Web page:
But allowing Keystone to be built would enrage environmental pressure groups, which are a powerful part of Obama’s base. Green activists vow to punish the president if he decides against them on their most important issue.
Keystone’s opponents say green-lighting the project won’t save Landrieu or any other vulnerable Democrat. In addition to enervating the base, they argue, it would anger big Democratic donors such as Tom Steyer, a billionaire hedge-fund investor who has threatened to buy advertisements against anyone who backs the pipeline.
“Turning out the base is the key to winning midterm elections and the Democratic base opposes Keystone XL,” said Jamie Henn, spokesman for 350 Action, an environmental group. “There are a lot of young people who would like to go help elect climate champions, but there is no way they will rally behind [Obama] until he says no to the pipeline.”
Environmental groups do not want Obama to delay a decision, either, Henn said. They want it rejected now, arguing that it would electrify liberal activists without hurting vulnerable Senate Democrats such as Landrieu, Mark Begich (Alaska), Mark Pryor (Ark.) and Kay Hagan (N.C.). “He needs to say ‘no’ this spring,” Henn said.
Sen. Sheldon Whitehouse (D-R.I.), a vociferous critic of Keystone, said, “I think that a lot of people, particularly younger people who are very actively concerned about climate issues and what carbon pollution is doing to our atmosphere and oceans, would be disheartened by a decision that went the wrong way.”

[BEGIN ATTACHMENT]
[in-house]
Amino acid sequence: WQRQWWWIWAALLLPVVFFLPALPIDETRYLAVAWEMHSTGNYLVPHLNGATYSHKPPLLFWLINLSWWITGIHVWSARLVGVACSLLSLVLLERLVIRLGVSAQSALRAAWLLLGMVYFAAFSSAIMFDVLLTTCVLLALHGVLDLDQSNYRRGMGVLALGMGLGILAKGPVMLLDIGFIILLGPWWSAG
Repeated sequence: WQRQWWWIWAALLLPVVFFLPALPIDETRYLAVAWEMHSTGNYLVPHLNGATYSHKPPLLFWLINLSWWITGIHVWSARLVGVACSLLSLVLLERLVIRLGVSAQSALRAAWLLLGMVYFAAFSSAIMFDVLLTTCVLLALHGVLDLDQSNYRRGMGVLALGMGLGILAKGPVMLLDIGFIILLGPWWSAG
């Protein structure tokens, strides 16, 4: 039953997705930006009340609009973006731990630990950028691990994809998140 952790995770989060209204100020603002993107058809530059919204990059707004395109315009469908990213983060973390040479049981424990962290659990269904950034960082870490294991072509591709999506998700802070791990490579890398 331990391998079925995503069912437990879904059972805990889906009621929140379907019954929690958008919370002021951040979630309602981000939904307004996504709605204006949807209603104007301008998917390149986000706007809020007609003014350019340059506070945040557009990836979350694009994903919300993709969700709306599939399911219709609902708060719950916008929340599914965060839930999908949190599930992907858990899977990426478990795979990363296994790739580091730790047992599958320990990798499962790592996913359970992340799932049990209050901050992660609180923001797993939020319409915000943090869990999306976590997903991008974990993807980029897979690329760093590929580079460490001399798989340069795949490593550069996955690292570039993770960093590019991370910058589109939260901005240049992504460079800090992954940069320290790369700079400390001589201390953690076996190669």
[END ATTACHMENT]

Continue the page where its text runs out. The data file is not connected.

Landrieu thinks she can survive whichever way Obama decides. “This election is not going to be won by what the White House does or doesn’t do,” she said last week. “It will be won by what I do, what the people of Louisiana decide about the kind of leadership they want in the Senate.”
The left agrees. “There is a way for moderate Democrats to create enough distance for themselves,” said Henn, adding that Landrieu, Begich and others have made their support for Keystone clear to voters.
Obama delayed making a final decision before his reelection run in 2012 and can continue to kick the can if he chooses. But GOP pressure for a decision will intensify this summer.
“This argument that the administration has made about going through the process — that’s the process, that’s it, there is no more process,” said Sen. John Hoeven (R-N.D.), who thinks Obama has run out of excuses for not deciding.
The administration has spent six years conducting five studies on the pipeline, which would carry crude oil from Alberta sands to Gulf refineries. The State Department has already determined that the project would not significantly increase greenhouse gas emissions, and is nearing the end of a review to determine if building the pipeline is in the national interest.
The review is expected to wrap up in early May, which would allow Kerry to make a recommendation to Obama.
Whitehouse said the timing of a decision is not “all that significant from an elections point of view” but he nevertheless urges Kerry to take his time and not be rushed by partisans on either side.
Begich said a decision on Keystone would have no effect on his reelection bid in Alaska, but criticized Obama for the delay. “The president has been absolutely wrong on this,” he told The Hill, and predicted that supporters would push for action on the Senate floor if Obama puts off a verdict beyond May.
“Keystone XL is not a pivotal issue for me in Alaska, but it’s an important issue for this country to get this moving forward,” he said. “In Alaska they know I’m supportive of oil and gas.”
Amie Parnes and Alexander Bolton contributed.